The Current rings in five years of public radio with the help of local royalty

Mayors Chris Coleman and RT Rybak greet the sold-out crowd

Mayors Chris Coleman and RT Rybak greet the sold-out crowd

It was a birthday party fit for a king, as a sold-out First Avenue was jam packed with a lively crowd gathered to celebrate the 5th Anniversary of local radio station the Current. But with an all Minnesota line-up, the night was just as much an appreciation of burgeoning local talent as it was a recognition of the importance and impact of the Twin Cities best radio station. While a few of the performances didn't quite live up to the occasion, having Prince, R.T. Rybak, Chris Coleman, and Chris Osgood all present (as well as taped testimonials from Dan Wilson and Bob Mould), it's hard to issue too many complaints about what ended up being a truly memorable evening.

The Twilight Hours kicked things off, and while these longtime veterans of the scene have managed to craft a modern twist on their classic rock sound, most of the crowd were still thawing out from waiting in unusually long lines outside the club (caused by a predominance of will-call tickets for the show). So, their brief but lively set failed to really resonate with the mostly young audience who probably aren't all that familiar with John Munson and Matt Wilson's distinguished former bands.

Local two-piece Lookbook played a lovely, atmospheric set that was heavy on synthetic beats and the angelic vocals of Maggie Morrison. Their simmering set started out slowly, but eventually managed to catch fire, with a great version of "Wild At Heart" really standing out. The swelling crowd was still in the process of settling in, however, and the band's moody music was often lost amidst the growing din.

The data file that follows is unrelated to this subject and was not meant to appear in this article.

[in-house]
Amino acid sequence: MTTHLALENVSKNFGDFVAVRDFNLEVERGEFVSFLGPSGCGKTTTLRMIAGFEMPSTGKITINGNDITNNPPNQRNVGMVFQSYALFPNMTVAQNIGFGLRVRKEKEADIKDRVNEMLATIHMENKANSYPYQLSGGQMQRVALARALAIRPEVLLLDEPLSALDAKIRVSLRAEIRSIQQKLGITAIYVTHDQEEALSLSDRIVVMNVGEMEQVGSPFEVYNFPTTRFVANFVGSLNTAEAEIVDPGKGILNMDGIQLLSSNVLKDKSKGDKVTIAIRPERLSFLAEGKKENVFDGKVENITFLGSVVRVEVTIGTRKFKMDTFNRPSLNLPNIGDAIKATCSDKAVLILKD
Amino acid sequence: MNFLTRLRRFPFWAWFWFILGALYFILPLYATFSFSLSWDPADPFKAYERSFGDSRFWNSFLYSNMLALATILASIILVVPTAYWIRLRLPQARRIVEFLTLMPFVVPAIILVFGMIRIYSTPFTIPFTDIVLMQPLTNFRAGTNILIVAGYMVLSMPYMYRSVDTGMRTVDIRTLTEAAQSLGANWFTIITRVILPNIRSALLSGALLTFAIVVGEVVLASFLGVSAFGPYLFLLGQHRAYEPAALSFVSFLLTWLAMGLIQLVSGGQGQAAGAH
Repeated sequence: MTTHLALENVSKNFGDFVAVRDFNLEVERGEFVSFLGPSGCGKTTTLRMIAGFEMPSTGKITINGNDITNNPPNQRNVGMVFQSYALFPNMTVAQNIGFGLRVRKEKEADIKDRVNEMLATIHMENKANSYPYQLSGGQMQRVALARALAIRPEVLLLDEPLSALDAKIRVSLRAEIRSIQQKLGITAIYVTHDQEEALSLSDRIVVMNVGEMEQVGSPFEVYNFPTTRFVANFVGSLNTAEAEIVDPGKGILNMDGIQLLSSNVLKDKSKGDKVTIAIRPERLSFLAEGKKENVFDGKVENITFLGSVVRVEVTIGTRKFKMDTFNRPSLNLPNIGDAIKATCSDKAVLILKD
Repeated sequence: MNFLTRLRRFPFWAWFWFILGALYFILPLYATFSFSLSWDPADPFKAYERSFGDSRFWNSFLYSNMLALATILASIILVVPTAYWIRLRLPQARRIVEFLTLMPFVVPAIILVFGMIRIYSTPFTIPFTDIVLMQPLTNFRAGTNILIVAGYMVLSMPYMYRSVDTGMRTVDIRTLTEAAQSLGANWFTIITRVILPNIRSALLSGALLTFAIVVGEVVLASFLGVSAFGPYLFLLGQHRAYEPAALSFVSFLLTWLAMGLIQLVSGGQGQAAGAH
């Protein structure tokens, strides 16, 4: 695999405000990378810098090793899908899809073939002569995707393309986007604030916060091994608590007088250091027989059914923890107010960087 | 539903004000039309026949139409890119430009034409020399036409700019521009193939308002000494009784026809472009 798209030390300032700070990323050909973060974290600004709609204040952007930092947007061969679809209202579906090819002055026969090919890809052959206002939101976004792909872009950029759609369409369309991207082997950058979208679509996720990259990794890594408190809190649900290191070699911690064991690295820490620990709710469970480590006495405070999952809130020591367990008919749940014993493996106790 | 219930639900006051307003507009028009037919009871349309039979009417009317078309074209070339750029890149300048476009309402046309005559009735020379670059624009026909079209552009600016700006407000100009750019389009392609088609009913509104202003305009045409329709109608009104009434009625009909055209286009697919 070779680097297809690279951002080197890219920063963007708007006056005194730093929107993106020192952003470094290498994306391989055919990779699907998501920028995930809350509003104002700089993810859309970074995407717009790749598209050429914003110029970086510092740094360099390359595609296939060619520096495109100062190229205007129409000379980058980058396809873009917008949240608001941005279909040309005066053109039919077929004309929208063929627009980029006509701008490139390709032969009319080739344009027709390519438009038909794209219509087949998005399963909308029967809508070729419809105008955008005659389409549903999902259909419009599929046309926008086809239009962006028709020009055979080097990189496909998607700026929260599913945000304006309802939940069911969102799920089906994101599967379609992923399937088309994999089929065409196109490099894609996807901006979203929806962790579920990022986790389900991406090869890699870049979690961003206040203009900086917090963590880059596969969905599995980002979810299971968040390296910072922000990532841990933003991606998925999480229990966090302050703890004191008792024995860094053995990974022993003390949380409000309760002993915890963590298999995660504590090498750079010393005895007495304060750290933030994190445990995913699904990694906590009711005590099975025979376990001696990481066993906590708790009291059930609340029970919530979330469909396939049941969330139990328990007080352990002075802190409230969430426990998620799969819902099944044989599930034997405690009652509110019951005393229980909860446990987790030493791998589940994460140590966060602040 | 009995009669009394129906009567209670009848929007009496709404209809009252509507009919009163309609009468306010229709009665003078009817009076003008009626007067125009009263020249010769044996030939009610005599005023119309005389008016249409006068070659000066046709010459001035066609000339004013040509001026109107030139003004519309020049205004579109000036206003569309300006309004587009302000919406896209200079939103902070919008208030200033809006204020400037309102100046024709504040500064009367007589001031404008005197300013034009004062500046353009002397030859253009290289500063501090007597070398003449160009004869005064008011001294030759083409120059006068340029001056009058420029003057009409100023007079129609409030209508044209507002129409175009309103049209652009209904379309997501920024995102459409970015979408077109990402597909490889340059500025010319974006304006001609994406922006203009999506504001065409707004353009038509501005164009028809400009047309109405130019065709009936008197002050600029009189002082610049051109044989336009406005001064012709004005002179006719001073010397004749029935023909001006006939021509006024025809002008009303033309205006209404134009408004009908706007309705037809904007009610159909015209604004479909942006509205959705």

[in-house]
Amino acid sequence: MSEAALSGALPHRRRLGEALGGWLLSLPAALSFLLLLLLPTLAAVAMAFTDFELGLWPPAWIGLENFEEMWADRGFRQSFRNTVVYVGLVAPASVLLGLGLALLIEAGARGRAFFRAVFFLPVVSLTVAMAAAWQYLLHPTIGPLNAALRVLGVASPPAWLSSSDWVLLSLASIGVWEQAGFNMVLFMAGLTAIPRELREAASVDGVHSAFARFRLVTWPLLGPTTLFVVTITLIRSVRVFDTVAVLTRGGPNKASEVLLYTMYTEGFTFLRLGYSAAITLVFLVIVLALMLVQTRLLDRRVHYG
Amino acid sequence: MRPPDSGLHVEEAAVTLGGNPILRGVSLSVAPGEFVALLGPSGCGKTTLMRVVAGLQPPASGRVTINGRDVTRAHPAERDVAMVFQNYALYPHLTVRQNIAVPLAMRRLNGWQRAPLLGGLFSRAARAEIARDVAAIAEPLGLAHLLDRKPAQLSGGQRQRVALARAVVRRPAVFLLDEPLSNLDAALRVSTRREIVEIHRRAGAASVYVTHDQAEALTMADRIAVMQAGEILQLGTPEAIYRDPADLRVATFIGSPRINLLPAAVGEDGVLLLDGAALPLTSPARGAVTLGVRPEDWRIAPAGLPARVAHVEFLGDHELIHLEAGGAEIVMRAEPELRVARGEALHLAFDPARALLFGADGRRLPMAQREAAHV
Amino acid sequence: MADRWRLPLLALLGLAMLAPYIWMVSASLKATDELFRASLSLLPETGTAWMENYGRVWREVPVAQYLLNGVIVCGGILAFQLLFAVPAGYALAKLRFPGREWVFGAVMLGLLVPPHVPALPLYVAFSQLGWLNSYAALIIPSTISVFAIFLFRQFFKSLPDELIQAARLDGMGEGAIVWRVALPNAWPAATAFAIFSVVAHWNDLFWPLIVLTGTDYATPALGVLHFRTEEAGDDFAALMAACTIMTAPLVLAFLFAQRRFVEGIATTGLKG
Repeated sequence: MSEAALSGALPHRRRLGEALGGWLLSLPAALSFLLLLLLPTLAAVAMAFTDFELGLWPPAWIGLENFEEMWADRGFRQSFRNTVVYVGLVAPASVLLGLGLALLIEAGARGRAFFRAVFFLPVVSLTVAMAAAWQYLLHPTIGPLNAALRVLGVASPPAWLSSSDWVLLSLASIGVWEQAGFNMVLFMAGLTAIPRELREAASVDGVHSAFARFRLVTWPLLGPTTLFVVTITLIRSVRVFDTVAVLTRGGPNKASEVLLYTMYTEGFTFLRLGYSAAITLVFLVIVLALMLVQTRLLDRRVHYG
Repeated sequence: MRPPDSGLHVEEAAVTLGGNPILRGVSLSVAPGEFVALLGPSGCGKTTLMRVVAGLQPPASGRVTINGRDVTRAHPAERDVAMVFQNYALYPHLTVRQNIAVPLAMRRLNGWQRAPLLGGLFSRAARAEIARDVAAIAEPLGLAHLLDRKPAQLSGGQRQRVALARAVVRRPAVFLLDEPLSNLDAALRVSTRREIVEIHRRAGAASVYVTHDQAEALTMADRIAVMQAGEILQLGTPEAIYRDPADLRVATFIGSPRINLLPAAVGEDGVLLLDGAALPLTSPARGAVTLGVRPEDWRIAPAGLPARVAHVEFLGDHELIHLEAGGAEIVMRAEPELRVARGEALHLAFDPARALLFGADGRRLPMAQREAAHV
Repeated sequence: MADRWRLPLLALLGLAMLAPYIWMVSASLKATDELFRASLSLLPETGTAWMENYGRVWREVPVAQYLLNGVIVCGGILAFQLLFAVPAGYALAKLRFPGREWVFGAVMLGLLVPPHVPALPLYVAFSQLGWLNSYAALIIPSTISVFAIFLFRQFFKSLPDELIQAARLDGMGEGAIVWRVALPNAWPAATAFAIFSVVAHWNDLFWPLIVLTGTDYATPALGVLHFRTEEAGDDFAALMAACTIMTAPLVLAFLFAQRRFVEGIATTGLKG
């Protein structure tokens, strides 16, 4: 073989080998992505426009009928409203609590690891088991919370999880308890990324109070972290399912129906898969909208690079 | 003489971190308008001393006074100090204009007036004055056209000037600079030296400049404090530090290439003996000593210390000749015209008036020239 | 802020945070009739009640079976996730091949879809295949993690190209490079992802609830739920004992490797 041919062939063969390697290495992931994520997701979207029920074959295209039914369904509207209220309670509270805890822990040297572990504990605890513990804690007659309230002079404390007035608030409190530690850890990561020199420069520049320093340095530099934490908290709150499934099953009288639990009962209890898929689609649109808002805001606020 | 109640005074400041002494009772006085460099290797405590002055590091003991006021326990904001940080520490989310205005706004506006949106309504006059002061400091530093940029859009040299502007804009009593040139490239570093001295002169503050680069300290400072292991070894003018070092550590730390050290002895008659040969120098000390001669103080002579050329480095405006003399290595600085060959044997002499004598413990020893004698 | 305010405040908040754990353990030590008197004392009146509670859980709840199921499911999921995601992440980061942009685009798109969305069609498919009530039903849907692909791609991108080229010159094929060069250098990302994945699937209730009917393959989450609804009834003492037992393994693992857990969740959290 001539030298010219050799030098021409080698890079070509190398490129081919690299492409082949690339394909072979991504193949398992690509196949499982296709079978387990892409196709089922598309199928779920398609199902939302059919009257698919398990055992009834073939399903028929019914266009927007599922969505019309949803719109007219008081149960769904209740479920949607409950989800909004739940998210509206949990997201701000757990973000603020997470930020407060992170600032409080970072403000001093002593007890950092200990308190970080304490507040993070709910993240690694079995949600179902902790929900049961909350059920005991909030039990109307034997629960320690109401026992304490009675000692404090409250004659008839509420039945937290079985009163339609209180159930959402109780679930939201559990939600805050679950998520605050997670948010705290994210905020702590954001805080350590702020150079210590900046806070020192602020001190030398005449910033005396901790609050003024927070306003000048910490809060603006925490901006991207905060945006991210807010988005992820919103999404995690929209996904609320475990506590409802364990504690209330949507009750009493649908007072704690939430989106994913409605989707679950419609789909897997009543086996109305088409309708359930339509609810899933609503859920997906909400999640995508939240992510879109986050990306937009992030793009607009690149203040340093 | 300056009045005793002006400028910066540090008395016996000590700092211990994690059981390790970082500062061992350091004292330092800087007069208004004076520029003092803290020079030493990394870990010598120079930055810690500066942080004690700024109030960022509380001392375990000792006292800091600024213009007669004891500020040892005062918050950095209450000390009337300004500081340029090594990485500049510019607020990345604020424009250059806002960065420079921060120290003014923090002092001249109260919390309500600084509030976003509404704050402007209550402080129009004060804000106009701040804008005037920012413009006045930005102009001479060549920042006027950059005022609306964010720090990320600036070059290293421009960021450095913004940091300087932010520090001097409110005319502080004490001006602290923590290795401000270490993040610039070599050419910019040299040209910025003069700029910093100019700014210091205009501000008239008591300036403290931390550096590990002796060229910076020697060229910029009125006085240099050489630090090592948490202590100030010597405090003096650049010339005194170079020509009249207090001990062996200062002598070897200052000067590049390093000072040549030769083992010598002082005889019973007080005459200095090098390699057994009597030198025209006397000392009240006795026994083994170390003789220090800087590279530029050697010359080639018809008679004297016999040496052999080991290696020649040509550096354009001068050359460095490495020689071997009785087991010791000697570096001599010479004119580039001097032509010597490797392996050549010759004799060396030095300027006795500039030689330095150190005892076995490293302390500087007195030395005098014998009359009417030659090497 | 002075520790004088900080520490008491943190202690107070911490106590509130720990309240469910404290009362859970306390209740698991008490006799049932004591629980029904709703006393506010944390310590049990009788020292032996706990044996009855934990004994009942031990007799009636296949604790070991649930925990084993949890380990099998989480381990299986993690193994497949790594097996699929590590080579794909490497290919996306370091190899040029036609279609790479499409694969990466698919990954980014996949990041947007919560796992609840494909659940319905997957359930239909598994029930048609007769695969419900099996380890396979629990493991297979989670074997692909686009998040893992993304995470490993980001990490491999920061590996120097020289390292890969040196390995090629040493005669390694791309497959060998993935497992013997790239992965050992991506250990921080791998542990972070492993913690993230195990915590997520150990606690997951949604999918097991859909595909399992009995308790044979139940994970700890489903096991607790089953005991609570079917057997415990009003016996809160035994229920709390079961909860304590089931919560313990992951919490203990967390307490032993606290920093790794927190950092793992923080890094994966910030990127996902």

Just when it seemed the crowd was finally comfortable and ready to let loose and have a good time, Mason Jennings came out to play a solo acoustic set, which, while pleasant enough, didn't really do much to elevate the energy level of the proceedings. His covers of Bruce Springsteen's "Atlantic City" and the Louis Armstrong classic "A Kiss To Build A Dream On," were definite highlights of his somber, austere set. But the crowd clearly wanted a release that Jennings' performance unfortunately didn't fully deliver, even with rumors of Prince's recent arrival spreading like wildfire throughout the crowd. (Prince hung out in the owner's box in the balcony of the club for most of Jennings' set, and then left before P.O.S. took the stage.)

So, it was up to P.O.S. to thoroughly ignite the festivities. His set started a bit unevenly, though, with Stefon perhaps trying too hard to impress the Purple One. His early songs were cut short in order to try and get the crowd involved, instead of letting them try and match the energy of his often furious lyrical pace. But he eventually steadied himself, and set the place off with fiery versions of "Drumroll (We're All Thirsty)" and "Purexed," which never fails to slay live. Thankfully, P.O.S. gave the night its much needed spark.

Sadly, Solid Gold made the crowd wait an interminably long time before finally taking the stage at well past midnight. The band more than made up for the delay by starting their set with a phenomenal cover of the Stone Roses "I Wanna Be Adored." They mixed in plenty of hits from their stellar debut Bodies Of Water (including "Get Over It' and "Armoured Cars") as well as new tracks from their just released Synchronize EP. But the brilliant covers were what everyone was talking about after the show, with the band delivering an impassioned version of Kenny Loggins "Danger Zone," as well as a raucous, appropriate take on the Dandy Warhols' "Minnesoter" (with Maggie Morrison on backing vocals and tambourine) that closed out the night strongly.

The Twilight Hours

The Twilight Hours

All in all, the evening was a celebration of the great radio station we are fortunate to have here in The Current, as well as the fantastic array of musical talent continually on display in the Twin Cities. We are lucky to live in an area where music not only matters, it is revered. And, on a cold January night in Minneapolis, an appreciative crowd was able to give thanks.

See also: The full slideshow of photos from Friday evening, shot by Daniel Corrigan.